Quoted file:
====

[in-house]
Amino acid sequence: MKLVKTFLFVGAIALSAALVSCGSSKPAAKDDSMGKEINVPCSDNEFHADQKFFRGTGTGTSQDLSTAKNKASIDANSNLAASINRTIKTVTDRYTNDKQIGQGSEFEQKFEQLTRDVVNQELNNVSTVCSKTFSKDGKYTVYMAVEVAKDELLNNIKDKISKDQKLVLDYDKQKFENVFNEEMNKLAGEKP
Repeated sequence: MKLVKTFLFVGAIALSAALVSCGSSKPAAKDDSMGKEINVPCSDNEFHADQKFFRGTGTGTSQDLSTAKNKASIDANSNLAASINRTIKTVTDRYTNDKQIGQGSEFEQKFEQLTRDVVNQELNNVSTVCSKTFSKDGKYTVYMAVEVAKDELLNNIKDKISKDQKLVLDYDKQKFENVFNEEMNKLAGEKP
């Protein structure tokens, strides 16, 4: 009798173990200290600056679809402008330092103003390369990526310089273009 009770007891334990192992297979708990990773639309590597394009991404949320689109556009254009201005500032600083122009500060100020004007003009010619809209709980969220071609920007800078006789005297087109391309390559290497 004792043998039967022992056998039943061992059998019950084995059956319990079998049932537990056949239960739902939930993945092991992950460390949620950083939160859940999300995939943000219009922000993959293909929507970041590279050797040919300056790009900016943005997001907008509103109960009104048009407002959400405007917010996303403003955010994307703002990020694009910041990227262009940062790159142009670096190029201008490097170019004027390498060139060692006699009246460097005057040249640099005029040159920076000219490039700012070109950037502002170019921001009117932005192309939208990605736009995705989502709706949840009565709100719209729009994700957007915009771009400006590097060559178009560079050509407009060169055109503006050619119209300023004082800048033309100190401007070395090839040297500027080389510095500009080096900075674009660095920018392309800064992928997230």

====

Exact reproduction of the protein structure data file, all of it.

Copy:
[in-house]
Amino acid sequence: MKLVKTFLFVGAIALSAALVSCGSSKPAAKDDSMGKEINVPCSDNEFHADQKFFRGTGTGTSQDLSTAKNKASIDANSNLAASINRTIKTVTDRYTNDKQIGQGSEFEQKFEQLTRDVVNQELNNVSTVCSKTFSKDGKYTVYMAVEVAKDELLNNIKDKISKDQKLVLDYDKQKFENVFNEEMNKLAGEKP
Repeated sequence: MKLVKTFLFVGAIALSAALVSCGSSKPAAKDDSMGKEINVPCSDNEFHADQKFFRGTGTGTSQDLSTAKNKASIDANSNLAASINRTIKTVTDRYTNDKQIGQGSEFEQKFEQLTRDVVNQELNNVSTVCSKTFSKDGKYTVYMAVEVAKDELLNNIKDKISKDQKLVLDYDKQKFENVFNEEMNKLAGEKP
């Protein structure tokens, strides 16, 4: 009798173990200290600056679809402008330092103003390369990526310089273009 009770007891334990192992297979708990990773639309590597394009991404949320689109556009254009201005500032600083122009500060100020004007003009010619809209709980969220071609920007800078006789005297087109391309390559290497 004792043998039967022992056998039943061992059998019950084995059956319990079998049932537990056949239960739902939930993945092991992950460390949620950083939160859940999300995939943000219009922000993959293909929507970041590279050797040919300056790009900016943005997001907008509103109960009104048009407002959400405007917010996303403003955010994307703002990020694009910041990227262009940062790159142009670096190029201008490097170019004027390498060139060692006699009246460097005057040249640099005029040159920076000219490039700012070109950037502002170019921001009117932005192309939208990605736009995705989502709706949840009565709100719209729009994700957007915009771009400006590097060559178009560079050509407009060169055109503006050619119209300023004082800048033309100190401007070395090839040297500027080389510095500009080096900075674009660095920018392309800064992928997230």